A Guide to Defending the Earth
Let’s say one day astronomers announce that our worst nightmare has come true: a large object is headed towards the Earth with a significant chance of impact. What do we do?
Besides “panicking” humanity has a few options to defend itself. But I gotta warn you: most of these are purely hypothetical, so if a threat does present itself, let’s just hope we have enough time to prepare.
The most straightforward approach is a kinetic impact: slamming whatever we got into the oncoming asteroid or comet. This approach has actually been tested with NASA’s DART mission, and it works best for relatively small (less than a few hundred meters across) asteroids or comets that can be spotted from far away. The idea is to nudge the velocity of the threat by a very small amount. If we do it early enough, the comet or asteroid will end up in a completely different orbit and safely pass by the Earth.
The next most sophisticated approach is to put some nuclear teeth on whatever sending to the object. If we detonate a bomb next to or inside a comet or asteroid, we can hope to achieve two things: a) break up the large rock into many smaller ones that would then burn up in our atmosphere, b) if that fails, at least change the direction of the asteroid or comet. While this method seems the most promising, the latest research suggests that it might not be the best way to tackle large asteroids. The problem is that those objects aren’t like giant boulders, but more like loose piles of rubble barely glued together. Since there’s a lot of space and gaps in those rubble piles, a nuclear weapon doesn’t have a lot to effectively push around.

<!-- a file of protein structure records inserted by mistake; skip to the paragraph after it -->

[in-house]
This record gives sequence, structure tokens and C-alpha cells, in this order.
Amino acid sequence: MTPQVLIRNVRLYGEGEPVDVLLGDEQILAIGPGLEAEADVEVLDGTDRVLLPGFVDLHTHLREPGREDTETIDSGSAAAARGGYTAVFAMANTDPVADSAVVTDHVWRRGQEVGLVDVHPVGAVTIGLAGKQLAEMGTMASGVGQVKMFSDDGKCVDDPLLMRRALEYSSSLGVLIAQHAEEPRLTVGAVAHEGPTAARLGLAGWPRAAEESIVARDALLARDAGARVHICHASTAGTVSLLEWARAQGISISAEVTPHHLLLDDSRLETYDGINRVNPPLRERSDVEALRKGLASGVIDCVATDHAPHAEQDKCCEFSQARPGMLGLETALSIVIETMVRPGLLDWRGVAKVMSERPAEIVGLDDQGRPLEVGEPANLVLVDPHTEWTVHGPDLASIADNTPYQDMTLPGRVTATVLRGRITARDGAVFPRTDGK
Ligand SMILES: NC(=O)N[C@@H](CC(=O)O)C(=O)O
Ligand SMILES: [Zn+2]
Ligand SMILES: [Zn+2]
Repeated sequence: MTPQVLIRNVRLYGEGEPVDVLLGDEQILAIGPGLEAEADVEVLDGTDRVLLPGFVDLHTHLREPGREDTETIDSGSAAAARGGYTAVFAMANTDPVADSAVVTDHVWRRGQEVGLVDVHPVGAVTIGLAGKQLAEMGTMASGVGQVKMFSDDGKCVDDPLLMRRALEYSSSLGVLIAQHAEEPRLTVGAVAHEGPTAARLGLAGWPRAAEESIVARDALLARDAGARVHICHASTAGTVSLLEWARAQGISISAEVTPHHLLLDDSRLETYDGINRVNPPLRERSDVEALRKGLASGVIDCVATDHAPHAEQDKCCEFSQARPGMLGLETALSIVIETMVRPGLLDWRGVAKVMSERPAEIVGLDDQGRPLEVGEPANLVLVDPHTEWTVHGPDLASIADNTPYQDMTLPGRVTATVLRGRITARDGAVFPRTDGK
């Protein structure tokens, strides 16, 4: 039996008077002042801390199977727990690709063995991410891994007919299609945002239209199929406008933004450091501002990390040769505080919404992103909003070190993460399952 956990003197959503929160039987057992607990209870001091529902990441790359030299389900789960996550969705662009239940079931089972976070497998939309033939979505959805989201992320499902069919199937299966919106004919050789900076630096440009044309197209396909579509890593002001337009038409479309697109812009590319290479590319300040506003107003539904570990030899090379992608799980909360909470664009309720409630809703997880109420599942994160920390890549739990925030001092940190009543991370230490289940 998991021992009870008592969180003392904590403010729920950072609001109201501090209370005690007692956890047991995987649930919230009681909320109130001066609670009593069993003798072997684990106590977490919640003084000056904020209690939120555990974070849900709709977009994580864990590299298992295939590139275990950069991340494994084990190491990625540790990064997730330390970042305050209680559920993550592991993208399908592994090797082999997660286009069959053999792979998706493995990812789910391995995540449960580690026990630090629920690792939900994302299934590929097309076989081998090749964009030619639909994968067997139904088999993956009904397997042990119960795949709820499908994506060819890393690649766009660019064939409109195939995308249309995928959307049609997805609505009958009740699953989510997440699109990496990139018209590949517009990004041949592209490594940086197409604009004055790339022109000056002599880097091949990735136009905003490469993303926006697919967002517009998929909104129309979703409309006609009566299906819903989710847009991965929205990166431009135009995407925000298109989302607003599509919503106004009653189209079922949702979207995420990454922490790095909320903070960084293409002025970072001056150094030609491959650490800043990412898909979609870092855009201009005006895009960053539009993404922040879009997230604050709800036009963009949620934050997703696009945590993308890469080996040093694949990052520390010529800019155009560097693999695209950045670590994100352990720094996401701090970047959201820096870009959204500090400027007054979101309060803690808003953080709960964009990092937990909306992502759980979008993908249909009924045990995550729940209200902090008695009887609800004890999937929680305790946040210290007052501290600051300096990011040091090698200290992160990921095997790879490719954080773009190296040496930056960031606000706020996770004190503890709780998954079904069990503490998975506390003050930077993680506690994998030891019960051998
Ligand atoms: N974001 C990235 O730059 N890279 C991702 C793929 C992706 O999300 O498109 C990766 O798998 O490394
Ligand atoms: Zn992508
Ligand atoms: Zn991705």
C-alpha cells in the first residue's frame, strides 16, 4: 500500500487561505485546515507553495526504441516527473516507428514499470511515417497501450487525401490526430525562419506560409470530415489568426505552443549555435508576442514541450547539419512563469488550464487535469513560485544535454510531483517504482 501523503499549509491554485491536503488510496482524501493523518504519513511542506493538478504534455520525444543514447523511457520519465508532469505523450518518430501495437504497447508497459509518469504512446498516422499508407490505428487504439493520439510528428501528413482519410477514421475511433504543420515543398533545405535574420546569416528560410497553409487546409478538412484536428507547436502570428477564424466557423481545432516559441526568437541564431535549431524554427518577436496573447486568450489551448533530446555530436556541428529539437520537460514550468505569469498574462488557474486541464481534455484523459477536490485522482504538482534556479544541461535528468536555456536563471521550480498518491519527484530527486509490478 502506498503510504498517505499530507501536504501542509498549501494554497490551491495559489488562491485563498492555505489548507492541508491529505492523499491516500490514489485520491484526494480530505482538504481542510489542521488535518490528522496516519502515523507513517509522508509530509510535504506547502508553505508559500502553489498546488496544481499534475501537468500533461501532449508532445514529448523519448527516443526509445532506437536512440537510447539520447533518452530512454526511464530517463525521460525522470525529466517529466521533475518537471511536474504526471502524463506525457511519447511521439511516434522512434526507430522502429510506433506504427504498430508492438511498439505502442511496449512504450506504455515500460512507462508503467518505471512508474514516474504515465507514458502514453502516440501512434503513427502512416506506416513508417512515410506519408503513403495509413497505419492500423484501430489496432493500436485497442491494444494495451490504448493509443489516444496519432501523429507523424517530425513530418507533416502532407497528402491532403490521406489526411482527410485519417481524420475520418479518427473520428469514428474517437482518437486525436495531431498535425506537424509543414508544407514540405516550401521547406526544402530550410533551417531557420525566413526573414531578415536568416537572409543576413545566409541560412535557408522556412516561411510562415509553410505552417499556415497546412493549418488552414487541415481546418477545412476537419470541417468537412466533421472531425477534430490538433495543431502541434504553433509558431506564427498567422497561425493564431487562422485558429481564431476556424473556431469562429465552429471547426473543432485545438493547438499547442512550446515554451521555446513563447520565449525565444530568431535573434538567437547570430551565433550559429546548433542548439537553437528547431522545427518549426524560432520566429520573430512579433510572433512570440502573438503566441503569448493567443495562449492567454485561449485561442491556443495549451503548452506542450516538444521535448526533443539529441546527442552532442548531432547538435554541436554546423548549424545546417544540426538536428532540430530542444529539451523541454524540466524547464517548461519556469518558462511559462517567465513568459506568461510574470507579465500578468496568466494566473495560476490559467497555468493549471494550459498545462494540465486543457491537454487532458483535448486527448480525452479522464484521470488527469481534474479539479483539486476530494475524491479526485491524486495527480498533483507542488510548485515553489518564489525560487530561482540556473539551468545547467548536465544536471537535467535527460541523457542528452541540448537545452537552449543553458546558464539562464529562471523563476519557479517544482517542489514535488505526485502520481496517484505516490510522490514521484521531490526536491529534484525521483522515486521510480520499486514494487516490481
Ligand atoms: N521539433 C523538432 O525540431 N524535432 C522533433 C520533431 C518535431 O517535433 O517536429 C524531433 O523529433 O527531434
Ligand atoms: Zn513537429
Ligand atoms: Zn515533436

Thankfully there are some more subtle approaches. If we could deploy a giant mirror into orbit around the asteroid or comet, we could change its orbit that way. Asteroids and comets are very volatile places, with their surface material constantly evaporating away into space, especially when they get close to the Sun. Normally this evaporation happens equally in all directions as the object randomly tumbles around, but if we were to warm up one side more than the other, then the evaporation would act as a very weak rocket exhaust, pushing the asteroid into a new direction.
If all else fails, we could also just play games with gravity. If we put a spacecraft into orbit around an asteroid and slowly change where the spacecraft is headed, we can very slowly drag the asteroid around until it reaches a more favorable orbit.
Plenty of ideas, and plenty of chances to save humanity. But all these ideas share one thing in common: they all require us to know the threat well in advance, years or even decades before an impact. That means our first line of defense is watchful vigilance
So keep looking up…